Maggie Wincek with her parents and teachers.

On Tuesday, April 12th during a special presentation, Maggie Wincek of Mill Creek High School in Hoschton, Georgia, was named the winner of the Senior Division of The ArtEffect Project - an international competition for students in grades 6-12 hosted by the Lowell Milken Center for Unsung Heroes (LMC), located in Fort Scott, Kansas.

This year marks LMC’s second annual art competition, and drew 430 student entries from across the U.S. and abroad. In addition to LMC’s executive leadership, the art competition’s judging panel consisted of experts in the fields of art history, design, and museum education, including representatives from the Getty Museum, the Los Angeles County Museum of Art (LACMA), and the Art Center College of Design.

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Maggie Wincek was awarded the $1,000 senior division prize for her project “Protector of the Dunes.” Wincek’s Acrylic on canvas 20H x 16W painting honors Dorothy Buell, a nature activist whose lifelong commitment to preserving the Indiana Dunes fought off decades of industrial encroachment, and helped turn the shoreline into the Indiana Dune National Lakeshore, a national park, in 1966.

On Tuesday, April 12th during a special presentation, Maggie Wincek of Mill Creek High School in Hoschton, Georgia, was named the winner of the Senior Division of The ArtEffect Project - an international competition for students in grades 6-12 hosted by the Lowell Milken Center for Unsung Heroes (LMC), located in Fort Scott, Kansas.

This year marks LMC’s second annual art competition, and drew 430 student entries from across the U.S. and abroad. In addition to LMC’s executive leadership, the art competition’s judging panel consisted of experts in the fields of art history, design, and museum education, including representatives from the Getty Museum, the Los Angeles County Museum of Art (LACMA), and the Art Center College of Design.

Maggie Wincek was awarded the $1,000 senior division prize for her project “Protector of the Dunes.” Wincek’s Acrylic on canvas 20H x 16W painting honors Dorothy Buell, a nature activist whose lifelong commitment to preserving the Indiana Dunes fought off decades of industrial encroachment, and helped turn the shoreline into the Indiana Dune National Lakeshore, a national park, in 1966.

Protector of the DunesIn Maggie’s essay describing her artwork, she states: “In this artwork I wanted to create a piece that symbolized Dorothy Buell’s influence and persistence in protecting the Indiana dunes. To accomplish this, the subject matter pictured is seen inside the shape of an hourglass. I wanted to incorporate the element of time due to the fact that time was running out for the beloved Indiana dunes as industrialization threatened to take over the land. The two hands seen at the top of the artwork are meant to represent Dorothy Buell’s hands as she protected and figuratively “held up” the Indiana dunes. Between her hands, a sign with the phrase “Save the Dunes” is set in the sand. I placed this imagery at the top of the hourglass to convey Buell’s efforts in saving the dunes. The sand seen falling through Buell’s hands is meant to resemble sand in an hourglass and also represent the success that her efforts had as she ultimately saved the dunes, which are pictured at the bottom of the piece. I included the dunes as a major part of the painting to show how the Indiana dunes were seen through Dorothy Buell’s eyes, as a beautiful and serene landscape.”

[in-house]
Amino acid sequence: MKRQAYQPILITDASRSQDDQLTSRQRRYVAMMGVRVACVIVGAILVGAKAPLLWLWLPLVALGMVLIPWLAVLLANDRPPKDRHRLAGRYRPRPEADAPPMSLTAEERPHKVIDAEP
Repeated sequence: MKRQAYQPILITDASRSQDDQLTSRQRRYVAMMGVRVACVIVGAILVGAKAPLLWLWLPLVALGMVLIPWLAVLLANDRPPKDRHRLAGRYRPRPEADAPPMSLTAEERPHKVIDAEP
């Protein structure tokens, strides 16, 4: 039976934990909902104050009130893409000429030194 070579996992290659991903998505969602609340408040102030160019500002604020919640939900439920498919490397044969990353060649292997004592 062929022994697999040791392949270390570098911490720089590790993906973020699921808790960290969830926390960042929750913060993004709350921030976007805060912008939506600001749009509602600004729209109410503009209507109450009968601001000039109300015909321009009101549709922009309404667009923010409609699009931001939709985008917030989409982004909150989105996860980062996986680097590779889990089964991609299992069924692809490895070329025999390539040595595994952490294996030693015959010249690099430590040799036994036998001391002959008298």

The Lowell Milken Center for Unsung Heroes works to transform classrooms and communities through student driven projects that discover unsung  heroes from history and teach the power of one to create positive change. In 2015, the ArtEffect Project was started to give students an opportunity to generate unique, creative interpretations that honor the legacies of unsung heroes in an array of artistic mediums. The project allows students to apply the lessons of history to their lives today and draw connections from the universal values represented by unsung heroes, coming to understand the impact of their own actions on others.
    
The competition has prizes totaling $13,500 including a grand prize of $7500 and is open to US and international students in grades 6-12.  Eligible students were invited to submit high quality art projects interpreting an unsung hero's character and actions as well as submit a  500-1,000 word artist statement to accompany their artwork that  articulates the vision behind their creative interpretation and their personal connection to the subject matter. Winning art projects will be displayed physically at LMC’s Hall of Unsung Heroes and virtually on www.LowellMilkenCenter.org.Maggie Wincek
    
CONTACTS:
LMC: Sonia Lowman, Director of Communications, (310) 570-4744, slowman@lowellmilkencenter.org 
Mill Creek High School: Mike Lasseter, Art Teacher, Mill Creek High School, Mike_Lasseter@Gwinnett.k12.ga.us
    
Established in 2007, the Lowell Milken Center (LMC) for Unsung Heroes works to transform classrooms and communities through student-driven projects that discover Unsung Heroes from history and teach the power of one to create positive change. To date, LMC has reached over 1,300,000 students and 8,500 schools in all 50 states, with growing global reach. Learn more about LMC and its Unsung Heroes Art Competition at www.LowellMilkenCenter.org.

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